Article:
Summer may be winding down but the Good Humor truck is here to stay. The popular ice cream maker you might remember from such frozen hits as Strawberry Shortcake, Toasted Almond and Chocolate Eclair launched a rebrand earlier this year. It will adorn snack cart umbrellas, swimming pool menus and packages in the freezer aisle. But where’s the heart?
Good Humor has a rich history of ice cream innovation dating back to its incorporation in the 1920s. It was an independent company until it was acquired by Unilever in 1989. Several years later, Unilever folded Good Humor into their Heartbrand quilt — a product line sold in over 40 countries.
The efficiencies of distributing dozens of ice cream brands around the world under one logo are obvious. Simply pick a name—palatable to your market—and voilà: a crisp, reputable ice cream brand with a vague message of health and optimism. I’ve always liked this logo and I’ll be sad to see it go. The mark is nicely drawn and the type is, for the most part, contemporary and well set. Unilever would not comment on the specific reason for the rebrand, but I can think of a couple. It’s possible that the refined heartbrand logo with its international sensibilities was translating into poor consumer sales in North America. It’s also conceivable that Unilever is dressing up Good Humor for resale; packing the truck up for its last loop around the neighborhood. In any case, it seems to be time for Good Humor to break free.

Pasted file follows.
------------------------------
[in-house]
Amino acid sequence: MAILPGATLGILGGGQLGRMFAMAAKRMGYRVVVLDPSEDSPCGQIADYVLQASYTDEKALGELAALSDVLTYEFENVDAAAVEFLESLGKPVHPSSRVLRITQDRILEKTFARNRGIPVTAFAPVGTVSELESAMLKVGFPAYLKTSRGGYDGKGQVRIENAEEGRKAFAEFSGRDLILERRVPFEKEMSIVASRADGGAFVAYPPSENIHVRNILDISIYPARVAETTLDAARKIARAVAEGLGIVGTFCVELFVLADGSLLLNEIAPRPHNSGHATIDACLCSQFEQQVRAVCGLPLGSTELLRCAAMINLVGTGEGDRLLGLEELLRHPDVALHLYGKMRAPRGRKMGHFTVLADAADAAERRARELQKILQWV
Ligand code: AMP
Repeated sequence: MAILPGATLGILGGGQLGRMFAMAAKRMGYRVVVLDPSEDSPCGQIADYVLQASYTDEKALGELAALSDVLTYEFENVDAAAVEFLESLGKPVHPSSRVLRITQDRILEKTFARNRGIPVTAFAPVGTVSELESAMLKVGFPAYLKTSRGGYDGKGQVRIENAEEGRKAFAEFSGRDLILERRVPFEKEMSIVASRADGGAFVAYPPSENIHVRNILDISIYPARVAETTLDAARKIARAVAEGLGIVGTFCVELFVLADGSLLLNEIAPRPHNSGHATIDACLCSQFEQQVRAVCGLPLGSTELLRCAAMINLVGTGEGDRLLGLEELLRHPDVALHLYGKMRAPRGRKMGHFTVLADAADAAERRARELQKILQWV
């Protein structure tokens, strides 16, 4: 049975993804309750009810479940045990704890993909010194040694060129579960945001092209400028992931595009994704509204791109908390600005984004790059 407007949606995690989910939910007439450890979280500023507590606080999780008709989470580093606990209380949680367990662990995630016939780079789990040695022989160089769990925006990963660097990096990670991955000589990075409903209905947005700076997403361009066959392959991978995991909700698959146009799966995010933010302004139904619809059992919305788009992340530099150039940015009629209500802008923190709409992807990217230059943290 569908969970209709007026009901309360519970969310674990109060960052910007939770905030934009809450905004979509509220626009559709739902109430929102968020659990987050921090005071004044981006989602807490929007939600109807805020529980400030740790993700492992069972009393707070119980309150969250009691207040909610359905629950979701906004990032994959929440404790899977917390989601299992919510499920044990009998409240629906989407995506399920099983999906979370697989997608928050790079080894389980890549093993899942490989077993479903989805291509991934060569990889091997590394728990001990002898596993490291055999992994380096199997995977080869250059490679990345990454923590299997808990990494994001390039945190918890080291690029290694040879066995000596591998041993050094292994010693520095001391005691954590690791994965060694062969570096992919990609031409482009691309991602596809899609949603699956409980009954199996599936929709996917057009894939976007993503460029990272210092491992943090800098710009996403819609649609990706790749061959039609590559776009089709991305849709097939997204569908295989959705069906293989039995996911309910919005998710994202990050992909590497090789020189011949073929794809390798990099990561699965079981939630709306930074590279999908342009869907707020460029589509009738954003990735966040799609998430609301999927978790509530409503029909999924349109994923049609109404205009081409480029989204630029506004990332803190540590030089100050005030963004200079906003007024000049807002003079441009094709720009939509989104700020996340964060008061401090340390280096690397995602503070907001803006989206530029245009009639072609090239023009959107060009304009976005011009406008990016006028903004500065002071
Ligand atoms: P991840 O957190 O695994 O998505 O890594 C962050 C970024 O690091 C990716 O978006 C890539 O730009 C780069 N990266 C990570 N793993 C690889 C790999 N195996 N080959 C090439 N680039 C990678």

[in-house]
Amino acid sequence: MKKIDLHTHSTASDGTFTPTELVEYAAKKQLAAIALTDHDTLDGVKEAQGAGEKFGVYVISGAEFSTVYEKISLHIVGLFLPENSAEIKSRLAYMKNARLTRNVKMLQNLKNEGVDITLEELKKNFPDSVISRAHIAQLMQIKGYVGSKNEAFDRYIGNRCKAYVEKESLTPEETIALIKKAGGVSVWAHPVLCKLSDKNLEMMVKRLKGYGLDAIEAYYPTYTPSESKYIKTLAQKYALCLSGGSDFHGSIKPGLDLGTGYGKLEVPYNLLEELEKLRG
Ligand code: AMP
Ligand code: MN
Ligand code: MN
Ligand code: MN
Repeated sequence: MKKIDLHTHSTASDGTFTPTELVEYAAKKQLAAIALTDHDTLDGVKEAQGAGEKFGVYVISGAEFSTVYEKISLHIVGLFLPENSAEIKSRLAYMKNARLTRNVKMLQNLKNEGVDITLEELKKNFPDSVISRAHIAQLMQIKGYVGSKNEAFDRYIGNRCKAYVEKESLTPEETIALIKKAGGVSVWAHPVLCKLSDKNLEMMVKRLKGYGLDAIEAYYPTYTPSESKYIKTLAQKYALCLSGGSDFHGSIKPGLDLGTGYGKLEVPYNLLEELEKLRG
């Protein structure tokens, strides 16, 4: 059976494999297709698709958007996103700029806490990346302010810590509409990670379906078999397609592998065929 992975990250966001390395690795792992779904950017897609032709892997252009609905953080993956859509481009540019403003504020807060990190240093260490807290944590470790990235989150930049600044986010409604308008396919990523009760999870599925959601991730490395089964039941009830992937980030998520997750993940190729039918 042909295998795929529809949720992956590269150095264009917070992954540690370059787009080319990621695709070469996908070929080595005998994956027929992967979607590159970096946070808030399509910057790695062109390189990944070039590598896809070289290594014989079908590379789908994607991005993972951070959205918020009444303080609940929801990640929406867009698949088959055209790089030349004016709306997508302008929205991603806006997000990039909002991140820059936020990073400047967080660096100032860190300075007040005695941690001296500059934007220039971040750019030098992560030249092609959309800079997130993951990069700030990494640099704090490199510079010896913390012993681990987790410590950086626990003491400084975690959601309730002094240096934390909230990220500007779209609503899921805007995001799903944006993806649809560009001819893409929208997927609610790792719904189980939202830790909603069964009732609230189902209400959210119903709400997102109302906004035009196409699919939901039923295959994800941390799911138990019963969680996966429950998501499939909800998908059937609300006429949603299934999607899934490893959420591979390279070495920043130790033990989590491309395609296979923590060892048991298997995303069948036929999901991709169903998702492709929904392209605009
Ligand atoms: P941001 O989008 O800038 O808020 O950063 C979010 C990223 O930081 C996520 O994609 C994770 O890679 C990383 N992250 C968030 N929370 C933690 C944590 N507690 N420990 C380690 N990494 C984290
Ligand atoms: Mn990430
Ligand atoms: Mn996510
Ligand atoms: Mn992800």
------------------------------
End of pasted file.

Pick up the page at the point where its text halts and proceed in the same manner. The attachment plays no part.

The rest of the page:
As far as the new brand is concerned, I can certainly respect their approach. You can’t blame a brand like Good Humor for reaching back into its heritage. Although it no longer operates a fleet of trucks (Good Humor ice cream is distributed by a hodge podge of independent vendors and grocery stores), Good Humor is collectively remembered for its vehicles, service and nostalgic place in Americana. The new logo is appropriately old fashioned, competently assembled and extremely boring. The type arrangement is stale. The illustration is relevant but diminutive and forgettable.
The integration of the new logo into their packaging is nonexistent, but that can be forgiven—this was obviously a hasty retrofit. What cannot be forgiven is Good Humor’s consistent failure, over the years, to establish any meaningful visual equity. For a brand that people seem to be quite fond of, there is a notable lack of a visual bond between their customers and their ice cream.
The best application I have seen so far is this umbrella I walked by just outside Central Park. In its one-color application on a real, tangible material, you get a small glimpse of a brand with a story to tell. Hopefully this logo will stick around long enough to mean something to someone.